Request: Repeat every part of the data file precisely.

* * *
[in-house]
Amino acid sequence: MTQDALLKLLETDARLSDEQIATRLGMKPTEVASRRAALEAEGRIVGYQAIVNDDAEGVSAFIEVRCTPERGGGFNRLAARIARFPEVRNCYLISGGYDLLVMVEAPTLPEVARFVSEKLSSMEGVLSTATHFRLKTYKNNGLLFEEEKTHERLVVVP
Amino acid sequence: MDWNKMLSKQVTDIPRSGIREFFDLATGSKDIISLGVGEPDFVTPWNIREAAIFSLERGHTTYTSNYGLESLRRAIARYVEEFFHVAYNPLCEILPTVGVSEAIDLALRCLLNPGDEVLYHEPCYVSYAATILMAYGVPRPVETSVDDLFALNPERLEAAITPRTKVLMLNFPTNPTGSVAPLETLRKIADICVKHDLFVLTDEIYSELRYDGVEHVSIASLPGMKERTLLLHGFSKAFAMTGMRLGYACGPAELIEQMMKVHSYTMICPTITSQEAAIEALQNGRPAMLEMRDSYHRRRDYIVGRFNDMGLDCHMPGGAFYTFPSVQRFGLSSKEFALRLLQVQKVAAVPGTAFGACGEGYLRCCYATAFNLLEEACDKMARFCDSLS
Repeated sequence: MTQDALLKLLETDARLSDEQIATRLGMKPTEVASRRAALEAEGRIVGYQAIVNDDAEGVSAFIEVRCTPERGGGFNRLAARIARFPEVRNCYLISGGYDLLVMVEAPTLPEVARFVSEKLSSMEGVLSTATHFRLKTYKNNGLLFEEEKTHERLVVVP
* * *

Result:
[in-house]
Amino acid sequence: MTQDALLKLLETDARLSDEQIATRLGMKPTEVASRRAALEAEGRIVGYQAIVNDDAEGVSAFIEVRCTPERGGGFNRLAARIARFPEVRNCYLISGGYDLLVMVEAPTLPEVARFVSEKLSSMEGVLSTATHFRLKTYKNNGLLFEEEKTHERLVVVP
Amino acid sequence: MDWNKMLSKQVTDIPRSGIREFFDLATGSKDIISLGVGEPDFVTPWNIREAAIFSLERGHTTYTSNYGLESLRRAIARYVEEFFHVAYNPLCEILPTVGVSEAIDLALRCLLNPGDEVLYHEPCYVSYAATILMAYGVPRPVETSVDDLFALNPERLEAAITPRTKVLMLNFPTNPTGSVAPLETLRKIADICVKHDLFVLTDEIYSELRYDGVEHVSIASLPGMKERTLLLHGFSKAFAMTGMRLGYACGPAELIEQMMKVHSYTMICPTITSQEAAIEALQNGRPAMLEMRDSYHRRRDYIVGRFNDMGLDCHMPGGAFYTFPSVQRFGLSSKEFALRLLQVQKVAAVPGTAFGACGEGYLRCCYATAFNLLEEACDKMARFCDSLS
Repeated sequence: MTQDALLKLLETDARLSDEQIATRLGMKPTEVASRRAALEAEGRIVGYQAIVNDDAEGVSAFIEVRCTPERGGGFNRLAARIARFPEVRNCYLISGGYDLLVMVEAPTLPEVARFVSEKLSSMEGVLSTATHFRLKTYKNNGLLFEEEKTHERLVVVP